Chapter Two: Faith and Religious Identity
Islamic law, or shar‘ia, is based on a set of sophisticated legal systems, and provides a basis for government as well as for personal life. The processes of developing shar‘ia are based on strict standards. Religious legal interpretation, or fiqh, encompasses nearly every permutation of social structure, area of human activity and aspect of government. The usul al-Fiqh are the sources of Islamic legal interpretation. These sources are used according the sequence below:
- The Qur’an
- The Traditions of the Prophet, the Sunna, his words (Hadith) and actions, or entirety of the traditions (Sunna)
- Consensus of Juridical Scholars, or Ijmaʿ
- Analogy by Deduction, or Qiyas
- Process of Setting New Precedents Based on the Above Sources, Ijtihad
There is a misconception that shar‘ia is taken directly from the Qur’an without any process of interpretation, or application of legal precedents. The Qu’ran is the most important source, and must be looked to first, but it is not the only source. Islamic jurisprudence, or fiqh, considers five main sources to be valid authorities. The first, and most authoritative is the Qur’an, which is considered the word of God. The Qur’an, however, did not address every particular aspect of daily life, but mainly gave principles to live by. Thus, accounts of the prophet (hadith) Muhammad’s life and quotes of his words are the second most important source. In more complicated matters, the scholar can refer to the consensus of his peers. Jurist scholars then use analogies (qiyasat) when the exact case they are considering is not mentioned in these sources. For example, drugs like crack or heroin are not mentioned, but the prohibition on alcohol is issued due to its effect on the judgment and perception. This is a clear analogy the judge can use. Finally, if there is no precedent, he or she must engage in the intellectual struggle of Ijtihad. Ijtihad is based on the same root as jihad (which means to struggle – refer to “The Concept of Jihad” for more details), indicating the level of effort required for identifying new paths for new circumstances that remain true to God’s will.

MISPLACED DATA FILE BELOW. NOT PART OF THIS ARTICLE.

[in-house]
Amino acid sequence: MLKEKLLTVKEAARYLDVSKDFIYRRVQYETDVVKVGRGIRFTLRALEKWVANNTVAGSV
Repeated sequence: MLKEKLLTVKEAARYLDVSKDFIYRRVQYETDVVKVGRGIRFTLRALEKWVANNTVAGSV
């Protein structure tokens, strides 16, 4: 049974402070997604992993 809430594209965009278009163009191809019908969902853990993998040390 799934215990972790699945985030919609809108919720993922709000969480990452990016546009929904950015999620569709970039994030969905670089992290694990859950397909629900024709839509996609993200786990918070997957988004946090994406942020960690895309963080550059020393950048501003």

Religious legal interpretation, or fiqh, encompasses nearly every social structure, area of human activity and aspect of government. There is a massive body of law from which scholars of Islamic jurisprudence may draw upon. The Sunni schools of thought, or mudhahib, are: Hanafi, Maliki, Shafi‘i, and Hanbali, while the primary Shi‘i school of thought is Ja‘afari. Among the Sunni schools of thought, Hanbali, is the one with the most focus on purifying Islam and adhering to the Qur’an and the Sunna. This is the basis of Wahhabism and relates to the salafi movement that we explain more in subsequent sections. See Wikipedia’s map of mudhahib distribution to understand what the countries of the Middle East and other Muslim-majority regions adhere to in regard to these schools of thought in Islamic legal interpretation.